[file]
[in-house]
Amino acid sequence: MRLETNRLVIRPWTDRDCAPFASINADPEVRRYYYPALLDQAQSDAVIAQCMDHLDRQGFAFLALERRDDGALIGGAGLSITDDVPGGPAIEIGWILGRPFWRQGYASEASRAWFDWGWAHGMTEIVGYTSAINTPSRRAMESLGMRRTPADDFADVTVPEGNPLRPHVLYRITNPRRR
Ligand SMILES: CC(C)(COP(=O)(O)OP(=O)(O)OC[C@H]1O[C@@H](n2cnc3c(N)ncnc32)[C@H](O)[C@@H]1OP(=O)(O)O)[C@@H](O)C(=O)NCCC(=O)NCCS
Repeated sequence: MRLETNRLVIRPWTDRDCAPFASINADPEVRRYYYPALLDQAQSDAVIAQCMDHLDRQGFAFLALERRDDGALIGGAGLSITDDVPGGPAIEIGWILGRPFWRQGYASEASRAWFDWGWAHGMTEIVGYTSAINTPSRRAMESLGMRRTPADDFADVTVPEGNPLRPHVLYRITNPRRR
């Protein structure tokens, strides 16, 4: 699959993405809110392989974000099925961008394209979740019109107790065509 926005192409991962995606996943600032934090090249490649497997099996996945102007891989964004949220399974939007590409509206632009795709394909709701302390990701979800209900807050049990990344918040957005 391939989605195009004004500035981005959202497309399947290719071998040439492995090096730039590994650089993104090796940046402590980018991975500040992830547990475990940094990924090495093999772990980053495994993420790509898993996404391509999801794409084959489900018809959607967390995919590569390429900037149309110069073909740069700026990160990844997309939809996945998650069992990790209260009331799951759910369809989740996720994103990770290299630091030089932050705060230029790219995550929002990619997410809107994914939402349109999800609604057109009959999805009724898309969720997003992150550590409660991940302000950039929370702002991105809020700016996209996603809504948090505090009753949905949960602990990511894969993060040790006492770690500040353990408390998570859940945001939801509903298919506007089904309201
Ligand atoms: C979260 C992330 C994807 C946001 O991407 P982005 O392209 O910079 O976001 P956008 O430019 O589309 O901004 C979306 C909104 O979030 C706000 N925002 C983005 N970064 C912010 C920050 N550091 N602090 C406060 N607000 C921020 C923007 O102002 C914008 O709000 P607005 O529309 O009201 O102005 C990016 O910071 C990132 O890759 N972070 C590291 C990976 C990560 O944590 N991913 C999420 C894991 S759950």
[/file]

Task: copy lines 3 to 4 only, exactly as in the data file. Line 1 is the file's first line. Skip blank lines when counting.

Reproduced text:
Ligand SMILES: CC(C)(COP(=O)(O)OP(=O)(O)OC[C@H]1O[C@@H](n2cnc3c(N)ncnc32)[C@H](O)[C@@H]1OP(=O)(O)O)[C@@H](O)C(=O)NCCC(=O)NCCS
Repeated sequence: MRLETNRLVIRPWTDRDCAPFASINADPEVRRYYYPALLDQAQSDAVIAQCMDHLDRQGFAFLALERRDDGALIGGAGLSITDDVPGGPAIEIGWILGRPFWRQGYASEASRAWFDWGWAHGMTEIVGYTSAINTPSRRAMESLGMRRTPADDFADVTVPEGNPLRPHVLYRITNPRRR